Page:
29 May 2024
The quiet side of Gamla Stan
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The quiet side of Gamla Stan

Gamla Stan is undeniably one of the most attractive parts of Stockholm, but the most touristy, too. Is there a way to see the old town and dodge the hordes? Katharine Trigarszky offers her tips for how to enjoy it while avoiding the crowds.

There’s one thing you can say with certainty about Gamla Stan: it’s popular.

In the warmer months, the streets are packed with visitors, eager to traipse up and down the claustraphobic Mårten Trotzigs Gränd and buy souvenirs in the many shops that line Västerlånggatan. And the narrow streets are equally charming in the winter months, as tourists flock to the cafes around Stortorget for a warming glögg in the candlelight.

Stortorget is among the most trafficked parts of Gamla Stan, with tourists lining up to photograph the narrow red and yellow houses that adorn so many postcards from the city. It is also home to Grillska Husets Konditori, a great cafe that is equally popular with locals and visitors.

If you head away from the square and down onto Lilla Nygatan, the crowds will thin out, since this street has few tourist shops to draw in visitors. Postmuseum is on this street and is a great museum that covers more than just the postal service. One current exhibition, running until September 2020, looks at the role of postal codes in hiphop music. And if, like me, you are a stationery fan, then the museum’s giftshop might be the spot for you.

Almost opposite the museum you’ll find the Victory Hotel, which is home to a food and drinks mecca. Here you’ll find a cocktail and drinks bar called Tweed and a wine bar called Burgundy, along with three different restaurants. Both the bars offer cosy hideouts.

Another nearby street that is less trafficked is Prästgatan, which has no shops at all along its length – just a narrow row of beautiful old buildings. The northern end of Prästgatan is the least busy section, since the southern end is home to one end of Mårten Trotzigs Gränd – listed in every single guidebook to the city.

A couple of blocks away from the German church on Prästgatan, you can find the charming Under Kastanjen cafe. You might encounter some crowds outside as it is located on a picturesque little square called Brända Tomten. If you visit outside the lunch hours, however, you’ll have a greater chance of seeing the building and square with fewer unintentional intrusions into your pics.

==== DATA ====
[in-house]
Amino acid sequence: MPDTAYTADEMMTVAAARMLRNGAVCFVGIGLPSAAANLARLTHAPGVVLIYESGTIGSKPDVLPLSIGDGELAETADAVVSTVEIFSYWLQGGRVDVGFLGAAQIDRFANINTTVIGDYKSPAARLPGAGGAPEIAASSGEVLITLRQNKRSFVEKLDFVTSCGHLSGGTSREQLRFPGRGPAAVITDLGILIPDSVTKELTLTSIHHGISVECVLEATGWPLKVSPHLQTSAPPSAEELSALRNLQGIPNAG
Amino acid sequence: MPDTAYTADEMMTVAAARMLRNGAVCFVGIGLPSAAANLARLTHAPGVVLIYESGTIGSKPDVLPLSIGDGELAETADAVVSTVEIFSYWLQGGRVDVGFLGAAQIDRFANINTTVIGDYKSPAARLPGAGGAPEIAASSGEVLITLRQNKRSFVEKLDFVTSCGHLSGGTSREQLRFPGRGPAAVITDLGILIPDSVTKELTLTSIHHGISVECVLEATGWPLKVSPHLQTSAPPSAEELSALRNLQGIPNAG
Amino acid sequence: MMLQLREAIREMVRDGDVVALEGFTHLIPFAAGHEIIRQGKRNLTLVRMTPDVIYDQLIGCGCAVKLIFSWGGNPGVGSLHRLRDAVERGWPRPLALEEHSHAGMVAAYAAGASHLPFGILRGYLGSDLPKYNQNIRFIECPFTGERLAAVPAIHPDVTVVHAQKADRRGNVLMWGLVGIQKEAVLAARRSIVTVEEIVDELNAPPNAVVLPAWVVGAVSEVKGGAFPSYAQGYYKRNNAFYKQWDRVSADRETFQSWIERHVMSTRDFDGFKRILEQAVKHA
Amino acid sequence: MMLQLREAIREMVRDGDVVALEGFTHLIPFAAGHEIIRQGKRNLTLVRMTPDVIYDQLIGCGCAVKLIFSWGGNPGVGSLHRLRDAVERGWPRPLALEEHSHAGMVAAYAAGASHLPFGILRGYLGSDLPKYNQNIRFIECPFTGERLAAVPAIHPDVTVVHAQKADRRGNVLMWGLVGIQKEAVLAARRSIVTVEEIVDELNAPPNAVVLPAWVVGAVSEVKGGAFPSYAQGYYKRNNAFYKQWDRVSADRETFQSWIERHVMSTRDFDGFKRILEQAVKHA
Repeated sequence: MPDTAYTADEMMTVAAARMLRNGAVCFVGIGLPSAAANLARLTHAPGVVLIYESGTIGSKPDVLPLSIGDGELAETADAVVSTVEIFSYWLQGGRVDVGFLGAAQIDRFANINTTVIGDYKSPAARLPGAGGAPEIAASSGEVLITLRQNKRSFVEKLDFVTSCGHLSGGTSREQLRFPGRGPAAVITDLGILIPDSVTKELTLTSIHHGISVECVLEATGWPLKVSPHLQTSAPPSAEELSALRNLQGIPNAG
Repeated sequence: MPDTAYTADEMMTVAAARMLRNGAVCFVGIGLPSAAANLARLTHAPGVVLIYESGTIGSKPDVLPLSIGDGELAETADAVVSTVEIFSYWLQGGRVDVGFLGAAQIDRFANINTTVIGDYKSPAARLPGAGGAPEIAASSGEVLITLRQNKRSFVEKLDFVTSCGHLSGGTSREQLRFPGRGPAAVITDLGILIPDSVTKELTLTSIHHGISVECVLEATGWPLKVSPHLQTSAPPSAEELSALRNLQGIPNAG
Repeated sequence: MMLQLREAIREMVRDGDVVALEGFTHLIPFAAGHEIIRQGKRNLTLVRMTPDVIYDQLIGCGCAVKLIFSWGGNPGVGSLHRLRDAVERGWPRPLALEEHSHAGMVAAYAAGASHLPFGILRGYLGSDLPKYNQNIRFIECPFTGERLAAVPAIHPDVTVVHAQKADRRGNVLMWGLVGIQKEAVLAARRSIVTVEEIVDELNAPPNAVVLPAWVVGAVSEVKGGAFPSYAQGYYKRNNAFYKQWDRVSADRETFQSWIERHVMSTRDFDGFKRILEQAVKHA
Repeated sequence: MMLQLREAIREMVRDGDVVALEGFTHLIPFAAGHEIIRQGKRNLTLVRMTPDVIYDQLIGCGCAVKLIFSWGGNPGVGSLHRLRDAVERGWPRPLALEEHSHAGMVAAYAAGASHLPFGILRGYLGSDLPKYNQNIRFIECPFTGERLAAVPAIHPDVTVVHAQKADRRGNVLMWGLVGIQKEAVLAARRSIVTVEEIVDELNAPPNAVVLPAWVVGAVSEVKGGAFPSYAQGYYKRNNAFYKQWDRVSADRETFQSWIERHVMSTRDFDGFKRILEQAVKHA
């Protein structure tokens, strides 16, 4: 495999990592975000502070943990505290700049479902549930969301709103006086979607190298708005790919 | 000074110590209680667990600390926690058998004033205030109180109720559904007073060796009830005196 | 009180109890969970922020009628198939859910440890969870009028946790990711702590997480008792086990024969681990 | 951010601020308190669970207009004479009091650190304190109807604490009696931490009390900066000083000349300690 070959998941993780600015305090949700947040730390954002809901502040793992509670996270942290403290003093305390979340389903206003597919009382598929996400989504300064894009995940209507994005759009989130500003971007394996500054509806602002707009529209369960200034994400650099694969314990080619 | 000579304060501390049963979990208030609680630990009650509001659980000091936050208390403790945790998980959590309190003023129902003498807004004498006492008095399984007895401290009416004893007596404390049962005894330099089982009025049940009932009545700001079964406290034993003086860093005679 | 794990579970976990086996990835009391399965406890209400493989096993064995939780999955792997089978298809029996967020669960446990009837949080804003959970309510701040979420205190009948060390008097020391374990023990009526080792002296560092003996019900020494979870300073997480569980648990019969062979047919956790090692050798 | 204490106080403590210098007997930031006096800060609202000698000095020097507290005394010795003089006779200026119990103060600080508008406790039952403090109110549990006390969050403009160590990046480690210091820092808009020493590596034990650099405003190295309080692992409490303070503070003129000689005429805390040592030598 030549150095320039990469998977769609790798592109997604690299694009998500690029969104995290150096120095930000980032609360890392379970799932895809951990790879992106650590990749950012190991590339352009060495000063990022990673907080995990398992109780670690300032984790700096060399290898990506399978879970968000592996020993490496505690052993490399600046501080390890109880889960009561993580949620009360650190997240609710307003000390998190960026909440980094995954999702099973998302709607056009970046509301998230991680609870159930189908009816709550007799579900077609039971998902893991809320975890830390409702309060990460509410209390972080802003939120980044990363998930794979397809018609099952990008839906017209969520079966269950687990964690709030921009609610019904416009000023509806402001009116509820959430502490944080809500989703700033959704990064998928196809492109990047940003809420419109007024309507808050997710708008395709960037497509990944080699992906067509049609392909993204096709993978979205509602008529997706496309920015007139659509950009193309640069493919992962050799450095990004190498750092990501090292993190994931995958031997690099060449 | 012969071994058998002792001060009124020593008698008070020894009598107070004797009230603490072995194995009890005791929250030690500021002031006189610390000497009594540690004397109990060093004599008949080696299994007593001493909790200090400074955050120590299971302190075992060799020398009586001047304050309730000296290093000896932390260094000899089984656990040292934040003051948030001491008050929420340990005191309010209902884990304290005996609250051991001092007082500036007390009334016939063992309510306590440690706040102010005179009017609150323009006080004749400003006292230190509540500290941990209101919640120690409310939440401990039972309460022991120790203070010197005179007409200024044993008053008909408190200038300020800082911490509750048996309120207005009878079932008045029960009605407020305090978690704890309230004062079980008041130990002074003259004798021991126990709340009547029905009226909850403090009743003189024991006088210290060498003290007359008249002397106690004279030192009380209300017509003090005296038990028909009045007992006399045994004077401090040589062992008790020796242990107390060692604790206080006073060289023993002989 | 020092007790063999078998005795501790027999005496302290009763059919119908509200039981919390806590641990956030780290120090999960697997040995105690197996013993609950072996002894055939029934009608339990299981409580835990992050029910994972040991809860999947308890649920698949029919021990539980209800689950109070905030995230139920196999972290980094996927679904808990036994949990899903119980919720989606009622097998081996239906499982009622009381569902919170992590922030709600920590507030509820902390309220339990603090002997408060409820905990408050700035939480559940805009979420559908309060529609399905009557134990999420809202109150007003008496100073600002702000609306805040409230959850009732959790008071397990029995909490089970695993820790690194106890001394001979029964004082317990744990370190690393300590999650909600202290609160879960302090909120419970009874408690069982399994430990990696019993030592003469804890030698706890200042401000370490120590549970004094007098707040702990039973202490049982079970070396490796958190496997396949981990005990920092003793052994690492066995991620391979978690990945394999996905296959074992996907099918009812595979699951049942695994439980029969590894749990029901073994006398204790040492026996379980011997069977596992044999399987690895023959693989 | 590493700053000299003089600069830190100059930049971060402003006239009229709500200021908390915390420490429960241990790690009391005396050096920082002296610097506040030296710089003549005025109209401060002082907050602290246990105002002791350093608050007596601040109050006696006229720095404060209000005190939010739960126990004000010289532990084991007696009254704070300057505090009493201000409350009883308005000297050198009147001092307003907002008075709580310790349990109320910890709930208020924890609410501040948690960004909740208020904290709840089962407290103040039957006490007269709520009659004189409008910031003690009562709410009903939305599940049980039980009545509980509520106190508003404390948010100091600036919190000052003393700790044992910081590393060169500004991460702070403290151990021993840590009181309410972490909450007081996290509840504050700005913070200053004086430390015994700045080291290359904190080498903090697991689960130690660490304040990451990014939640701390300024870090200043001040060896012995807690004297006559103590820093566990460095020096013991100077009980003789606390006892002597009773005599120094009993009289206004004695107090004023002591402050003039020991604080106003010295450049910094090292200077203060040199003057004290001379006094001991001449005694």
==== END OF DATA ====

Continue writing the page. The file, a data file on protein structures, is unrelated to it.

Although Österlånggatan is not as busy as its counterpart, Västerlånggatan, it can also get popular. One of its main draws though is the alleyways along its length. Each one is different, but my favourites are Ferkens Gränd and Pelikansgränd/Lilla Hoparegränd.

Last, but not least, is my favourite spot of Gamla Stan: Livrustkammaren (the Royal Armoury). This museum is tucked away under one corner of the Royal Palace and is probably overlooked by many because of the images its name conjures up. But there is far more to it than swords and suits of armour.

It is also home to some of the most beautiful dresses and costumes worn by the Swedish royal family over the centuries, including the outfit that Gustav III wore to the fateful masquerade ball where he was assassinated.

And a bonus: although it is not really part of Gamla Stan, Evert Taubes Terrass on Riddarholmen is worth a visit for its amazing views of Södermalm, Västerbron and Stadshuset (the City Hall). Most visitors don’t wander further than Riddarkyrkan and its distinctive spire, but a brief visit to the terrace is definitely worth the few extra steps, especially if the sun is shining.


Katharine has written a two-day walking guide to Stockholm, available as an ebook on Amazon. The guide takes you to the best spots and offers advice on where to eat, drink, and enjoy the best of Stockholm.

1 Comment

  • […] the fitness front, I’ve recently written an article about Stockholm’s outdoor gyms and the quiet side of Gamla Stan for Your Living […]

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